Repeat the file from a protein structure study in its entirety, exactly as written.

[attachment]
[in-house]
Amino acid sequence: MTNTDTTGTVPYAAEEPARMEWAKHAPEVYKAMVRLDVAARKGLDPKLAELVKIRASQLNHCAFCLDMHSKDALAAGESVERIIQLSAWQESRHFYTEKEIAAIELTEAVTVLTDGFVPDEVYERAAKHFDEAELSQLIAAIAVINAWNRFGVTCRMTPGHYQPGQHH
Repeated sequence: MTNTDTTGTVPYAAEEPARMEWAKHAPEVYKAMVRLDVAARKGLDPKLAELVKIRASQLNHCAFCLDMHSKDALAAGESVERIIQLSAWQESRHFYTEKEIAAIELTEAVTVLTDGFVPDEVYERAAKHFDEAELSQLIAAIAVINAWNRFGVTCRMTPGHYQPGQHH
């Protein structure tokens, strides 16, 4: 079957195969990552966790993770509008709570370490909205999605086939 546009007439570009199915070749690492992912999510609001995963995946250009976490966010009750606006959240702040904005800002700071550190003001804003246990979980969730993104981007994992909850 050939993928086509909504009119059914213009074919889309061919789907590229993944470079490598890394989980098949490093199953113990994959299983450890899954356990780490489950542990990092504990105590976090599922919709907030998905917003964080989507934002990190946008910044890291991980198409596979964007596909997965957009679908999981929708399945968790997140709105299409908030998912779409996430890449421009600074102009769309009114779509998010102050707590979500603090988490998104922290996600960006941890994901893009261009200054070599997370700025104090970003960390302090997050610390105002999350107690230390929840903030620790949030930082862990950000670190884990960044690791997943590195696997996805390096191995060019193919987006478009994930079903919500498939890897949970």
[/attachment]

[in-house]
Amino acid sequence: MTNTDTTGTVPYAAEEPARMEWAKHAPEVYKAMVRLDVAARKGLDPKLAELVKIRASQLNHCAFCLDMHSKDALAAGESVERIIQLSAWQESRHFYTEKEIAAIELTEAVTVLTDGFVPDEVYERAAKHFDEAELSQLIAAIAVINAWNRFGVTCRMTPGHYQPGQHH
Repeated sequence: MTNTDTTGTVPYAAEEPARMEWAKHAPEVYKAMVRLDVAARKGLDPKLAELVKIRASQLNHCAFCLDMHSKDALAAGESVERIIQLSAWQESRHFYTEKEIAAIELTEAVTVLTDGFVPDEVYERAAKHFDEAELSQLIAAIAVINAWNRFGVTCRMTPGHYQPGQHH
């Protein structure tokens, strides 16, 4: 079957195969990552966790993770509008709570370490909205999605086939 546009007439570009199915070749690492992912999510609001995963995946250009976490966010009750606006959240702040904005800002700071550190003001804003246990979980969730993104981007994992909850 050939993928086509909504009119059914213009074919889309061919789907590229993944470079490598890394989980098949490093199953113990994959299983450890899954356990780490489950542990990092504990105590976090599922919709907030998905917003964080989507934002990190946008910044890291991980198409596979964007596909997965957009679908999981929708399945968790997140709105299409908030998912779409996430890449421009600074102009769309009114779509998010102050707590979500603090988490998104922290996600960006941890994901893009261009200054070599997370700025104090970003960390302090997050610390105002999350107690230390929840903030620790949030930082862990950000670190884990960044690791997943590195696997996805390096191995060019193919987006478009994930079903919500498939890897949970």